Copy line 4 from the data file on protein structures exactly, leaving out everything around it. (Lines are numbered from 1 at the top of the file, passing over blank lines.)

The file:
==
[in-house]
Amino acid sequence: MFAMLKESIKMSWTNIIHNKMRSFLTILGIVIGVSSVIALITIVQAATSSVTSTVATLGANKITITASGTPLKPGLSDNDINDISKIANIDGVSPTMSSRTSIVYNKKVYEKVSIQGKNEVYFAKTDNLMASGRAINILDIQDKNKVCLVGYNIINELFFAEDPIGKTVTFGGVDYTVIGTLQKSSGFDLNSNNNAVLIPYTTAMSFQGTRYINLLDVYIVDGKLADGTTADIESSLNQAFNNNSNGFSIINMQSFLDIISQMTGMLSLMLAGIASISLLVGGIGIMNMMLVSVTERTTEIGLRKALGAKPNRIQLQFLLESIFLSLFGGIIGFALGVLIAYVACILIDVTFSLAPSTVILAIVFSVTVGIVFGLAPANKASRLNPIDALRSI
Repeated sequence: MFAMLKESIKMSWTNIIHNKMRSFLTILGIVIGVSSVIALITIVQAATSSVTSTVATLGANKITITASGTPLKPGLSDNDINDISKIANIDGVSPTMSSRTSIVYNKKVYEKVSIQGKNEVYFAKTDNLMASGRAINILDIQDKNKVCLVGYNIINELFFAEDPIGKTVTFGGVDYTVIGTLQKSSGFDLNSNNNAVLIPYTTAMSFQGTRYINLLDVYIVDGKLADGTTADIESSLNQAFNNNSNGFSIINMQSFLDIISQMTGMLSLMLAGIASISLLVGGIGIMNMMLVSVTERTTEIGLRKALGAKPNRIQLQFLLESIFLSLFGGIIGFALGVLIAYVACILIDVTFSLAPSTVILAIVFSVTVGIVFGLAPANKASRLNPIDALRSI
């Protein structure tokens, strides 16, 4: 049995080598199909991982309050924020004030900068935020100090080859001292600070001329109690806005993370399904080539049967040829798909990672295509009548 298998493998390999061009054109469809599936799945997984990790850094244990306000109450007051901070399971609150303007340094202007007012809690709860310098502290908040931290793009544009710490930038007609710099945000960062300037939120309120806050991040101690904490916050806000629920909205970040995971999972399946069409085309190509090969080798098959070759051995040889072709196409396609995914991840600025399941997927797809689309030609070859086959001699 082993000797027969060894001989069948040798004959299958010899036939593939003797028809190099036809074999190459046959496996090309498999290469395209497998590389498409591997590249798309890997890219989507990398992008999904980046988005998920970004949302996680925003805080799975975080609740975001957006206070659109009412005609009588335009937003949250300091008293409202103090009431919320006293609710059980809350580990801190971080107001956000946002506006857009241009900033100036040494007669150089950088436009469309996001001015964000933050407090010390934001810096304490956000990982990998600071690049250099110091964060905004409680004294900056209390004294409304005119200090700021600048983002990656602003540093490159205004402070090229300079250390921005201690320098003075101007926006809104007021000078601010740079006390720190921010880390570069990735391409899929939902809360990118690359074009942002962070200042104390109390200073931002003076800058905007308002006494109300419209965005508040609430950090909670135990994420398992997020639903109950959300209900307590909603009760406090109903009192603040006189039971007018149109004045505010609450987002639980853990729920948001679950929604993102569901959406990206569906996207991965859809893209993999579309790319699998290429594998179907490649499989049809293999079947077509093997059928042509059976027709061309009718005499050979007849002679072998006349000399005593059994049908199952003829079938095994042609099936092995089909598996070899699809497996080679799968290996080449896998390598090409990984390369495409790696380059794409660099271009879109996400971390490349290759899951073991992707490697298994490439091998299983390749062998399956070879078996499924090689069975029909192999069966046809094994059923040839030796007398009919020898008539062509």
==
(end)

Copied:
């Protein structure tokens, strides 16, 4: 049995080598199909991982309050924020004030900068935020100090080859001292600070001329109690806005993370399904080539049967040829798909990672295509009548 298998493998390999061009054109469809599936799945997984990790850094244990306000109450007051901070399971609150303007340094202007007012809690709860310098502290908040931290793009544009710490930038007609710099945000960062300037939120309120806050991040101690904490916050806000629920909205970040995971999972399946069409085309190509090969080798098959070759051995040889072709196409396609995914991840600025399941997927797809689309030609070859086959001699 082993000797027969060894001989069948040798004959299958010899036939593939003797028809190099036809074999190459046959496996090309498999290469395209497998590389498409591997590249798309890997890219989507990398992008999904980046988005998920970004949302996680925003805080799975975080609740975001957006206070659109009412005609009588335009937003949250300091008293409202103090009431919320006293609710059980809350580990801190971080107001956000946002506006857009241009900033100036040494007669150089950088436009469309996001001015964000933050407090010390934001810096304490956000990982990998600071690049250099110091964060905004409680004294900056209390004294409304005119200090700021600048983002990656602003540093490159205004402070090229300079250390921005201690320098003075101007926006809104007021000078601010740079006390720190921010880390570069990735391409899929939902809360990118690359074009942002962070200042104390109390200073931002003076800058905007308002006494109300419209965005508040609430950090909670135990994420398992997020639903109950959300209900307590909603009760406090109903009192603040006189039971007018149109004045505010609450987002639980853990729920948001679950929604993102569901959406990206569906996207991965859809893209993999579309790319699998290429594998179907490649499989049809293999079947077509093997059928042509059976027709061309009718005499050979007849002679072998006349000399005593059994049908199952003829079938095994042609099936092995089909598996070899699809497996080679799968290996080449896998390598090409990984390369495409790696380059794409660099271009879109996400971390490349290759899951073991992707490697298994490439091998299983390749062998399956070879078996499924090689069975029909192999069966046809094994059923040839030796007398009919020898008539062509």